Why We Do What We Do

Recently I came across some old nostalgic bits from one of my companies. One of those bits was an email I wrote to the entire company, following a particularly large website and product launch the night before. An incredible amount of time and effort had gone into making that launch successful, and succeed it did.

What stands out to me now, reading this again, is how well it speaks to why I love what I do, and why the great people I’ve been privileged to work with did so alongside me.

This is what all companies should be about:


I just wanted to share with you some feelings I had from last night, which relate to the very core of what I think makes Cloudmark so great.

It was only a short few years ago that we were trying to decide how to “launch” our products and services, and settled on creating an Outlook plugin that would establish us commercially in the consumer market. At the time, SpamNet was about as Beta as you can get—we had no QA beyond development itself—and quite frankly it really wasn’t ready for prime-time. But, we set an aggressive goal for ourselves, a firm, finite deadline for us to work towards. PR/Marcom aimed all the reviews and newspaper articles and press releases for that date, Web had gotten all the content prepped and ready to go, and like it or not we had to ship or otherwise lose the tremendous groundswell of interest and buzz that most startups only dream of.

Then came the night of shipping.

Most people were still in the office as the 12:00am deadline approached, huddled around computers, watching and waiting. There was a palpable anxiety in the air, but it was the good kind—everyone could sense how well we would be received, and we were about to make our first concerted mark upon the world—us against those who doubted us, our technology and even the viability of an anti-spam industry. There were last minute compiles, last minute bug fixes, last minute web content tweaks, last minute server configuration changes, last minute adjustments to any and every thing that was going out. Articles from the Wall Street Journal and LA Times were waiting to go live, our press release and web site were almost literally under a big red button, ready to hit the wire at a moment’s notice. And while we were dashing back and forth to make everything as perfect as possible, the deadline loomed. Under an impossible time constraint, we weren’t calmly waiting for it; we were frantically trying to beat it.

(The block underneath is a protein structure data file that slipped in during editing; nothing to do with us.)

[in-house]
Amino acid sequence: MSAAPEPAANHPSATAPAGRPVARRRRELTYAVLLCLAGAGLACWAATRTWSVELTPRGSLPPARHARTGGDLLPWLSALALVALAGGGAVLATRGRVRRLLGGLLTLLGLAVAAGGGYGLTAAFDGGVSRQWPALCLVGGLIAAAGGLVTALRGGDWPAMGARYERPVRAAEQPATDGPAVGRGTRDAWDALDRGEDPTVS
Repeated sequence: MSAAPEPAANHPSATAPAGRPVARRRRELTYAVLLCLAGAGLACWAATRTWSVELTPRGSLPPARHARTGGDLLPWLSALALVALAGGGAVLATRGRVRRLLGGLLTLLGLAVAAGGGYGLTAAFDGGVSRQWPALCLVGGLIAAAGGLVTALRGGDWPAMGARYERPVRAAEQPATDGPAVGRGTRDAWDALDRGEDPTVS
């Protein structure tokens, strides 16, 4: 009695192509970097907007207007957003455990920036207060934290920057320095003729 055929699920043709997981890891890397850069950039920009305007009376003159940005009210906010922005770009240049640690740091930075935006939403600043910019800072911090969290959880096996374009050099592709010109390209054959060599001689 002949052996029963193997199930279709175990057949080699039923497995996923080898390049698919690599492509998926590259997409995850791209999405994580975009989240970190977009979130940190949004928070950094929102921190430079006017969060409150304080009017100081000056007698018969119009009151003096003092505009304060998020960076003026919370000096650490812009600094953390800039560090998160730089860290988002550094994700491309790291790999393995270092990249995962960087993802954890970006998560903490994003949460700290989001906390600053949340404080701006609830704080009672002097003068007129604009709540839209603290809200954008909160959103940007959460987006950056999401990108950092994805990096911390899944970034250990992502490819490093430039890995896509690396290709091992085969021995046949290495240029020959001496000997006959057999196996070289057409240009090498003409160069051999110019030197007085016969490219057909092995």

And we did. We came together as a Team, under immense pressure and Great Expectations, and we did it—we shipped, we shipped, we shipped! That single moment culminating into release is still as intoxicating to me now as it was that very night.

And now I am once again proud, almost awed to see that same relentless energy and unbreakable spirit alive and well. Huddled around computers, one group focused on QA, another on development/bugfixing, yet others working on website content and deployment, all in unison and everyone pitching in where possible—hey try this, whoops we missed that, wow that looks great! Our deadline loomed, lots of last minute changes right up until the end, and due to the inevitable problems from such tight deadlines there was an ever-so-slight patina of despair in the air—but nothing broke our determination. We would be damned if anything was going to keep us from our goal, come hell or high water we were going to ship our new website and 4 — 4!! products—all in one night. No one left until their job was done, and even then some stayed longer to help, if not in function then in presence and spirit. And those that weren’t there, either polling the website, providing suggestions on SILC, or just thinking about shipping, well, they were there too.

Folks, this is who we are, what we stand for—as a united team of talented, passionate, determined people we are a force to be reckoned with, and one that is easily underestimated. We can achieve anything we put our efforts towards so long as we work hard, work smart, and work together. While late nights against impossible deadlines shouldn’t be the norm, I consider it a privilege to share in them and hope that this great spirit of ours never dies.

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